The list below includes some of the easiest vegetables you can grow in pots but remember there are many more options depending on your preference. Our list is ideal for a beginner gardener and represents a good range of the basics, for more information on growing vegetables in containers please feel free to contact us.
Most vegetables can be successfully grown in pots or other growing containers provided you use a nutrient rich compost or soil mix. If you are growing vegetables in smaller pots make sure you use compost rather than soil because soil will dry out too quickly and your plants will struggle.
For larger pots you can use a soil mix with approx 40% good quality loamy soil and 60% compost. As a rule of thumb I would recommend compost for plants grown in pots for one season and soil based mixes for more permanent planting like woody herbs or fruit bushes.
We recommend using a good multipurpose compost as a base with the addition of a slow release organic fertilizer like our ‘Seafeed’ seaweed and poultry manure pellets. ‘Rockdust’ ground volcasnic basalt is also a helpful addition in soil-less compost mixes as it provides the mineral content usually provided by the soil.
OK, here we go:
Please read the full article: Quickcrop
Photo credit: The Spruce
Growing Vegetables in Containers
by Marie Iannotti
Many vegetables will grow very well in containers. You may not be able to grow as much as you might in a vegetable garden, but container vegetable gardening can be quite productive. There are a few special considerations when growing vegetable plants in pots, but they are by no means deterrents.
Although any variety can be grown in a container, compact plants do best. Seed companies realize that homeowners have less and less space to devote to vegetable gardens and every year they come out with new vegetable plant varieties suitable for growing in small spaces. Be on the look out for key words like: bush, compact, and space saver. Here are some tips, including vegetable plant varieties, to get your vegetable container garden growing.
Read the full article: THE SPRUCE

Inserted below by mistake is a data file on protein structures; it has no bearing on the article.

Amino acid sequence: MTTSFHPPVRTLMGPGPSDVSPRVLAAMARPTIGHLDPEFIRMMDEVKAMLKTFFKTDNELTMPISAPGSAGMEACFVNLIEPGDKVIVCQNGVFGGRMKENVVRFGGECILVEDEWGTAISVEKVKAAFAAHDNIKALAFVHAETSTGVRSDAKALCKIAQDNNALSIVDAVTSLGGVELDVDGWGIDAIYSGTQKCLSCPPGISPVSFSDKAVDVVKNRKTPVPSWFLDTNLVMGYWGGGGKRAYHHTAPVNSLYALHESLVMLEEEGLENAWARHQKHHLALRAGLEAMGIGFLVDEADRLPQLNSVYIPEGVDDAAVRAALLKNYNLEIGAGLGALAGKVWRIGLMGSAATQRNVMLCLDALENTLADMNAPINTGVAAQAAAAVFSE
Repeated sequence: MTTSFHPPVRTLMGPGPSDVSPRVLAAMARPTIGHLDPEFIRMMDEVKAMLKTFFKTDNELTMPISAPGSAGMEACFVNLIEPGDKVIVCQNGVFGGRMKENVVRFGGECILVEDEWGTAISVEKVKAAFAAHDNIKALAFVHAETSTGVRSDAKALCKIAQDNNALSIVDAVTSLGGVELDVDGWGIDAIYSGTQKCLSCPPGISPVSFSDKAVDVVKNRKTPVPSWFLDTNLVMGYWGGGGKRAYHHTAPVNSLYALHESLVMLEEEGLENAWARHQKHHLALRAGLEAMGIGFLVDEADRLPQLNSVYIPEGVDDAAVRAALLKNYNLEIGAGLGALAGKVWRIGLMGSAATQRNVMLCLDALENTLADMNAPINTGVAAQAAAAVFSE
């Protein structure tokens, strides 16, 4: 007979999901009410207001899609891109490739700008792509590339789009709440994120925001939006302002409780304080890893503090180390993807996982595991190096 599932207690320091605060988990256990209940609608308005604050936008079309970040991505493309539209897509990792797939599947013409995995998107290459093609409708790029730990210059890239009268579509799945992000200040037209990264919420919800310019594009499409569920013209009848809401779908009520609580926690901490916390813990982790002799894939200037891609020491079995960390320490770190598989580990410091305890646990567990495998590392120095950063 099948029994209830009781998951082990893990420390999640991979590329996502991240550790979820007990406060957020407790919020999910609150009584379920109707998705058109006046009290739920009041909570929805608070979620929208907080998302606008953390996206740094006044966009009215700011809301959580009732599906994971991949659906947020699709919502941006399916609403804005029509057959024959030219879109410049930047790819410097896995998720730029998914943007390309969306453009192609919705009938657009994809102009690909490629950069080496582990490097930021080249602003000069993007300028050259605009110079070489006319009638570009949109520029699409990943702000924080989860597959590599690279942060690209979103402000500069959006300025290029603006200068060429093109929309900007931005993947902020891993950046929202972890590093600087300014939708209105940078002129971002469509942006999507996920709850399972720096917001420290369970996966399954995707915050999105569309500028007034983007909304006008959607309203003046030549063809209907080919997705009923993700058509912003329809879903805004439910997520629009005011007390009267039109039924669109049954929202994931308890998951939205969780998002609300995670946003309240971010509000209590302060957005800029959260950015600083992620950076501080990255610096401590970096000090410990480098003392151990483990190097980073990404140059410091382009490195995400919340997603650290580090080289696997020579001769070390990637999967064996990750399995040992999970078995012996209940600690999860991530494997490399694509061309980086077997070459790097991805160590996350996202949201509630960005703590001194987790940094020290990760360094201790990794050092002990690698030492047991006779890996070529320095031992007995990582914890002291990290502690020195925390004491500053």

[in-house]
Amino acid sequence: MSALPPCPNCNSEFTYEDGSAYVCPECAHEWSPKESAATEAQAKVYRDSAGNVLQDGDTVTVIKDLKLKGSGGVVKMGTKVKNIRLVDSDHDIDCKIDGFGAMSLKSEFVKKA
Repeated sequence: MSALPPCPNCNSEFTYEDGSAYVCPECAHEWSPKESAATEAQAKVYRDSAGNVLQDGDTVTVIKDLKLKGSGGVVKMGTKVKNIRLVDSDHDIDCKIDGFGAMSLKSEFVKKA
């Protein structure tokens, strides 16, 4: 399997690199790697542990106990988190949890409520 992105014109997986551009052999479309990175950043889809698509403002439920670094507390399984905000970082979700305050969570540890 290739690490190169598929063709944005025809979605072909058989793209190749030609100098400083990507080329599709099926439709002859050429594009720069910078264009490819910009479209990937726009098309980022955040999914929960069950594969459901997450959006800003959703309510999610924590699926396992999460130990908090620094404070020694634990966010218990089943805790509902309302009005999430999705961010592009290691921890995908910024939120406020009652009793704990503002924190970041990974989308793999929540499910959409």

Photo credit: Ladue News via FEEDLY
Landscape: Picking the Perfect Pot
How to Grow Tomatoes from Seed
Tips for Growing Tomato Plants from Seed
By Marie Iannotti
Why grow tomatoes from seed? There are always plenty of tomato plants for sale at local garden centers, but for the largest variety you will need to consider growing tomatoes from seed. Since tomatoes are heat lovers, most gardeners don’t have growing seasons long enough to start tomatoes from seed outdoors. To get around that, tomato seeds are often started indoors, under lights.
A word of caution, it’s easy to get carried away buying tomato seeds. A family of four can easily feast throughout the summer on 6 plants.
Read the full article: About Home
Aloe in handmade box at DIRT in Oak Cliff.
How to start growing a healthy succulent garden
Everywhere I look these days, I see succulents. They are popping up in dish gardens, stone troughs, driftwood planters, garden fountains, and even coffee cups and shot glasses.
Yes, succulents have captured the imagination of the home gardener. With so many of these drought-tolerant houseplants available, isn’t it time for you to create your personal succulent garden?
To get the scoop on caring for these succulent stars, I recently spoke with Bryan Hutson of Calloway’sGreenville store. He pointed out that succulents have been slowly gaining in popularity over the last five years. The rising interest in “green roofs,” vertical gardens, and low-maintenance dish gardens have all included these slow-growing, water-saving plants.
Succulents have a different look and feel than common houseplants. People are looking for a change from the leafy green of ivy, ferns and spider plants.
Read the full article: DALLAS NEWS